Thursday, September 21, 2006

Governmental transparency is a very good idea

Perhaps some of that transparency would actually serve to free up our state lawmakers who seem to have become much more reclusive recently? They should be able to feel free to speak from their educated minds.

Efforts by Texans for Public Justice to get more transparency could help.

The following TPJ press release tells more:

For Immediate Release
September 21, 2006

For More Information Contact
Common Cause, 512-474-2374
League of Women Voters, 512-231-8536
Texans for Public Justice, 512-472-9770
Citizen Groups Outline Five Political Reforms
To “Make Democracy Work” in Texas

Austin, TX - Texas citizen and government reform organizations today unveiled a five-point reform agenda designed to ‘Make Democracy Work’ in Texas. The citizen groups say the reforms are needed to strengthen Texas’ campaign finance laws and ensure open and independent government free from the influence and dominance of special interests.

“The integrity of Texas’ political institutions has taken a beating lately. Our leaders need to make political reform a priority. Reforming Democracy isn’t a Republican issue and it isn’t a Democratic issue; it is an issue that affects all Texans regardless of any political affiliations they might hold,” said Craig McDonald, director of Texans for Public Justice. “Democracy can’t work if citizens have no faith in the integrity of its political institutions.”

The list of non-partisan reforms presented by the groups included:

Place a $100,000 Aggregate Limit on Individual Contributions;
Close the Revolving Door between the Legislature and the Lobby;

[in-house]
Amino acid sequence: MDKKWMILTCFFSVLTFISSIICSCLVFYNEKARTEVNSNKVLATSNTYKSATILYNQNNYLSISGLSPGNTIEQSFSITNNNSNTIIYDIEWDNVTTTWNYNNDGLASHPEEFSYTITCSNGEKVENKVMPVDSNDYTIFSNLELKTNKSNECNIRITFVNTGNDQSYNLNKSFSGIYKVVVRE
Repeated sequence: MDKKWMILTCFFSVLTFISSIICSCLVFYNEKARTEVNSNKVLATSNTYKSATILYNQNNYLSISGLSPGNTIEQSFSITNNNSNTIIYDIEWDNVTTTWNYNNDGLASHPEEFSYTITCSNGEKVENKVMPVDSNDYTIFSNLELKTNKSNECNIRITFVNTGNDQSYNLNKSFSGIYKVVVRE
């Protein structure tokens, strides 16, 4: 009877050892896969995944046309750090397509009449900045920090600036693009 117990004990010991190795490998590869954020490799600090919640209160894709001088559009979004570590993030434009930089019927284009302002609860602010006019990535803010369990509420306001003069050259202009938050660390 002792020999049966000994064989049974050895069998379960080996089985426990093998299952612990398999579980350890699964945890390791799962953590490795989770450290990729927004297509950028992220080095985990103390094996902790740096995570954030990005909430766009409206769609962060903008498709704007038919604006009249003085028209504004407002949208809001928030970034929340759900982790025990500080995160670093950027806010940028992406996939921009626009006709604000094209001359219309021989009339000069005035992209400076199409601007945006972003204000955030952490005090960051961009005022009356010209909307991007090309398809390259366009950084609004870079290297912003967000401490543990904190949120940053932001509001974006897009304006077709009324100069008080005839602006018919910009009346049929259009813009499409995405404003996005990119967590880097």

Keep Judges Independent by Appointment and Retention Elections;
Record All Non-Ceremonial Legislative Votes; and,
Create an Independent Redistricting Commission.
"The people of Texas have a right to demand transparency and accountability in their government," said Mario X. Perez, State Chair of Common Cause Texas. "These proposals represent an important step forward to reform our institutions and maintain trust between the people and State government. Open, clean, government is not a partisan issue. It is a Texas issue."

“Political reform is not a partisan issue,” said Julia Marsden, President Pro Tem of the League of Women Voters of Texas, one of the organizations promoting the five-point reform package. “Our reforms don’t favor or penalize any political party. These reforms benefit all the citizens of Texas regardless of their political persuasion.”

“When there is no accountability, democracy fails. Democracy sometimes fails in Texas because legislators are unwilling to make themselves accountable for their votes on significant issues,” said Weston Ware, retired Public Policy Director of the Christian Life Commission and Volunteer Legislative Director of Texans Against Gambling. “Efforts to secure more straightforward reporting of votes made in the 79th session should now be further strengthened and brought to the people in the form of a constitutional resolution. Citizens have a right to know how their elected representatives voted on bills brought before the legislature.”

“There has been bi-partisan support in the legislature on nearly all of these reform issues. Regretfully, support for political reform has not been shared by our government’s leaders. We applaud those legislators working for reform and pledge to help them get their reform bills written into law,” said Alison Dieter, Legislative Coordinator of the Gray Panthers of Texas. “Reform needs to be a priority of our top political leaders.”

The organizations plan to promote the Making Democracy Work Reform platform among their members and urge officeholders and candidates to endorse the five reforms.

Organizations promoting the Making Democracy Work reform plan include Common Cause Texas, Gray Panthers of Texas, League of Women Voters of Texas, Public Citizen Texas, Texans for Public Justice and the Texas Baptist Christian Life Commission.


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